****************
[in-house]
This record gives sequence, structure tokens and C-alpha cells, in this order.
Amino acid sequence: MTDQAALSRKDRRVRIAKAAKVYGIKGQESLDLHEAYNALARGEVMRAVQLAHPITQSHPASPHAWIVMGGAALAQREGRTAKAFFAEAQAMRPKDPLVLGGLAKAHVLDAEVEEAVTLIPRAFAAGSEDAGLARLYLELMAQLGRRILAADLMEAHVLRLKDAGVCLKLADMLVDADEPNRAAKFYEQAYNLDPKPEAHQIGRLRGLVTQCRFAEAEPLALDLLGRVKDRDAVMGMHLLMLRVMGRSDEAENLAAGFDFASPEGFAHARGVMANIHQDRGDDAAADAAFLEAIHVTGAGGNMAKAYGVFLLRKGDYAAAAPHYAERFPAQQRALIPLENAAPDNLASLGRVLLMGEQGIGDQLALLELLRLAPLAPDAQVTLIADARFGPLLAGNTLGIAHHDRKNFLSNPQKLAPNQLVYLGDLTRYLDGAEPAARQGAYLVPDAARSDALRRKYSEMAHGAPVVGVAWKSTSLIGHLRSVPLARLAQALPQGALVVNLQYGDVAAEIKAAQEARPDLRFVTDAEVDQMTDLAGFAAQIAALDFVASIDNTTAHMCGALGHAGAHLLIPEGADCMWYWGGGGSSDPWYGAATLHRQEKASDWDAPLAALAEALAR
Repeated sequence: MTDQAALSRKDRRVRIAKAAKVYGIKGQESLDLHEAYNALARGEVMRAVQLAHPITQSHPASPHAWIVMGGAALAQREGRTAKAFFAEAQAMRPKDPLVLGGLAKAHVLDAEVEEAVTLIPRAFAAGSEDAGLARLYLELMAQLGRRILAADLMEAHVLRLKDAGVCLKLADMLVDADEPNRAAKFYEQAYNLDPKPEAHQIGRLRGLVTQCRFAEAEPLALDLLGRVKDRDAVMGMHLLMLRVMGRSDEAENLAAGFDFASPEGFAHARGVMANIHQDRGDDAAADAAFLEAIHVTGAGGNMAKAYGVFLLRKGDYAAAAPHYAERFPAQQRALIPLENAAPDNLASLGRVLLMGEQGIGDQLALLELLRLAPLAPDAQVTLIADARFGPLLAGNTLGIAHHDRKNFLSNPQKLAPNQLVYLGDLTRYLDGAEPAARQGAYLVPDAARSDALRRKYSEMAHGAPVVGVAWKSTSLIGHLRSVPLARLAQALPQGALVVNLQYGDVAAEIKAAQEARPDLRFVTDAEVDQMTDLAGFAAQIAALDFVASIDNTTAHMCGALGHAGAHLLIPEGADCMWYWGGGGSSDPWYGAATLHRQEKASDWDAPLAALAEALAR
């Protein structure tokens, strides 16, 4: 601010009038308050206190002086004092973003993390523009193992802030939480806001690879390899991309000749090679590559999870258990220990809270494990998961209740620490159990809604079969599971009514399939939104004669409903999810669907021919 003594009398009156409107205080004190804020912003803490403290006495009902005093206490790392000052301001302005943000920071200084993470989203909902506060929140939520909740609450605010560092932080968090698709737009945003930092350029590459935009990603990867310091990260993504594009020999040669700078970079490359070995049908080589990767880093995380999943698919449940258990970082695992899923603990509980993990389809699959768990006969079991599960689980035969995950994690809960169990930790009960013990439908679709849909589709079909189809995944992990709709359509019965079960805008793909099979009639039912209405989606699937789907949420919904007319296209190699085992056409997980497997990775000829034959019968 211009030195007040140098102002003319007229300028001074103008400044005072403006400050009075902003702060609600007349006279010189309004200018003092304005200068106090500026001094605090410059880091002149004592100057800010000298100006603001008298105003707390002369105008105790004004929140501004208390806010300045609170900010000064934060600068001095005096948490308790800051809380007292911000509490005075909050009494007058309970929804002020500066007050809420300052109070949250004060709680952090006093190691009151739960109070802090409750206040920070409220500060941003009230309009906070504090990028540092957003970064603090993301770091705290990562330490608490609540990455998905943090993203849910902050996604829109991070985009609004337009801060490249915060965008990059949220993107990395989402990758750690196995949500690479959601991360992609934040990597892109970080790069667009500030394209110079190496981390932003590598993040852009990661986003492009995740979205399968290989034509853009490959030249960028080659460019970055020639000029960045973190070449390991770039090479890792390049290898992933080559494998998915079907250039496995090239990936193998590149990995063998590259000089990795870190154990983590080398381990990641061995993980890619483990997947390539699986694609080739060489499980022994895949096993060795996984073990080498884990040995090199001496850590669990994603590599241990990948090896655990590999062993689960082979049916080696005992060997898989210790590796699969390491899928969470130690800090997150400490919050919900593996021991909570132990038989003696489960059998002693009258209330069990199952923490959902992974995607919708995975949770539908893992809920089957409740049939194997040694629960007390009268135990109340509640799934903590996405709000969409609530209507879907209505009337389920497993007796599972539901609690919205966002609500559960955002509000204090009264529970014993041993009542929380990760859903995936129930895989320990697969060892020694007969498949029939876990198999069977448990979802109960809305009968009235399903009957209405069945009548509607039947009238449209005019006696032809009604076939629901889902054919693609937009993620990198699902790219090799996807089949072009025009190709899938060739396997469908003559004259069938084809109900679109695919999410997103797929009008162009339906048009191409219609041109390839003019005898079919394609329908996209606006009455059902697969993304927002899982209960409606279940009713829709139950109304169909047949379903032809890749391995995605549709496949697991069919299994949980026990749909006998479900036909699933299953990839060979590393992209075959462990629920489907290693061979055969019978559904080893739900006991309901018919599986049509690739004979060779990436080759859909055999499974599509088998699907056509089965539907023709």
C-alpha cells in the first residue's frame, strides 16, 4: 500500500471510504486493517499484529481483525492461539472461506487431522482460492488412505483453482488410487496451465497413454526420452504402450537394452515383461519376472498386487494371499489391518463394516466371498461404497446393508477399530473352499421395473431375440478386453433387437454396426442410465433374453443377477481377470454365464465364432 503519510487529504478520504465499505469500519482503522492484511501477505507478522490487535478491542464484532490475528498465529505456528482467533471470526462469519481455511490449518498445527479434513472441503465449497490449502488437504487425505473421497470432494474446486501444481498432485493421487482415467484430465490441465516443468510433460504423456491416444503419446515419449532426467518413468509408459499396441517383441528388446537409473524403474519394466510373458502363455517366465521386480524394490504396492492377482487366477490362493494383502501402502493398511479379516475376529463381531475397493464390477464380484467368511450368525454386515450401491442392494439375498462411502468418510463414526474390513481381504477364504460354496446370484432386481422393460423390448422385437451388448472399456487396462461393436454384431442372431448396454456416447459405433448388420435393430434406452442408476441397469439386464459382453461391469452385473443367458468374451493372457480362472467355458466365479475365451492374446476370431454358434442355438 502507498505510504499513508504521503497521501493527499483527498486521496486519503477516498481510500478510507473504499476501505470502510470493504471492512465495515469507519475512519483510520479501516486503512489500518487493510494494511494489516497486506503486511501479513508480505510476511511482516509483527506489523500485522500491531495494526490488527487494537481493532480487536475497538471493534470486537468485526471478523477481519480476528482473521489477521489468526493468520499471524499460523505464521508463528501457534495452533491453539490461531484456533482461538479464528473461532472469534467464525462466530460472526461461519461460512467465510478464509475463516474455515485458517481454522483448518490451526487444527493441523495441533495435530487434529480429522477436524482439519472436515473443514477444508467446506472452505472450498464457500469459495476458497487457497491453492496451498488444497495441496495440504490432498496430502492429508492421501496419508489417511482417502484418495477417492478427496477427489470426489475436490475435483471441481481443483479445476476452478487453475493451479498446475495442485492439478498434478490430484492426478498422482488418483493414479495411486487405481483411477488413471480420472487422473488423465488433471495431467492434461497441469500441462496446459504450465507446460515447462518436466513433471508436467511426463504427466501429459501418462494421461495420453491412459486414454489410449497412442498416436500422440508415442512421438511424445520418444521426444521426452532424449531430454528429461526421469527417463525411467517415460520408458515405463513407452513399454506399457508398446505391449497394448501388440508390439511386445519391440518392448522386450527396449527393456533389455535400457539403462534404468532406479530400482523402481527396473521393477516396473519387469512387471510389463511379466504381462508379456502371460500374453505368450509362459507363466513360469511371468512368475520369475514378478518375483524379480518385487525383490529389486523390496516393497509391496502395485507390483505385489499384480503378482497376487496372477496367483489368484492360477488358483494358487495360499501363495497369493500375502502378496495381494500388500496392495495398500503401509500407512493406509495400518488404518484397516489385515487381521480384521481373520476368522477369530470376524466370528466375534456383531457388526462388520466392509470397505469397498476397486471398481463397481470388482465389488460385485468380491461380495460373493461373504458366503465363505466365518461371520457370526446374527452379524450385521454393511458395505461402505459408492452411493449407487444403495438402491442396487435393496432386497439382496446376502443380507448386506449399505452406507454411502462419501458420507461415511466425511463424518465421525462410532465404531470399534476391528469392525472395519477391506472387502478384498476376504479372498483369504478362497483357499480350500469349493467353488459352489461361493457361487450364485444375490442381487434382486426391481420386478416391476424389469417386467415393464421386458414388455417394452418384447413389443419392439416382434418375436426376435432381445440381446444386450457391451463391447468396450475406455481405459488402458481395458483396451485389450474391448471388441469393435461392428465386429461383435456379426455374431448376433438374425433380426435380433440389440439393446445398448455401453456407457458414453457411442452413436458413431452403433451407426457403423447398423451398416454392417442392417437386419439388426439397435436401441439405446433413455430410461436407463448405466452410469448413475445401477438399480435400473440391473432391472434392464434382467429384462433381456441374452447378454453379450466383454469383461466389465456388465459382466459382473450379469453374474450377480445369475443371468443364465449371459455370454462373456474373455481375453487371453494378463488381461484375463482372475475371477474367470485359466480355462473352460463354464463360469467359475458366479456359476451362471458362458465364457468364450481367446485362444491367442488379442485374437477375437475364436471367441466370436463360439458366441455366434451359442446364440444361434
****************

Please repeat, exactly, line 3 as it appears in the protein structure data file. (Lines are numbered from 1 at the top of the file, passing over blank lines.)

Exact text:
Amino acid sequence: MTDQAALSRKDRRVRIAKAAKVYGIKGQESLDLHEAYNALARGEVMRAVQLAHPITQSHPASPHAWIVMGGAALAQREGRTAKAFFAEAQAMRPKDPLVLGGLAKAHVLDAEVEEAVTLIPRAFAAGSEDAGLARLYLELMAQLGRRILAADLMEAHVLRLKDAGVCLKLADMLVDADEPNRAAKFYEQAYNLDPKPEAHQIGRLRGLVTQCRFAEAEPLALDLLGRVKDRDAVMGMHLLMLRVMGRSDEAENLAAGFDFASPEGFAHARGVMANIHQDRGDDAAADAAFLEAIHVTGAGGNMAKAYGVFLLRKGDYAAAAPHYAERFPAQQRALIPLENAAPDNLASLGRVLLMGEQGIGDQLALLELLRLAPLAPDAQVTLIADARFGPLLAGNTLGIAHHDRKNFLSNPQKLAPNQLVYLGDLTRYLDGAEPAARQGAYLVPDAARSDALRRKYSEMAHGAPVVGVAWKSTSLIGHLRSVPLARLAQALPQGALVVNLQYGDVAAEIKAAQEARPDLRFVTDAEVDQMTDLAGFAAQIAALDFVASIDNTTAHMCGALGHAGAHLLIPEGADCMWYWGGGGSSDPWYGAATLHRQEKASDWDAPLAALAEALAR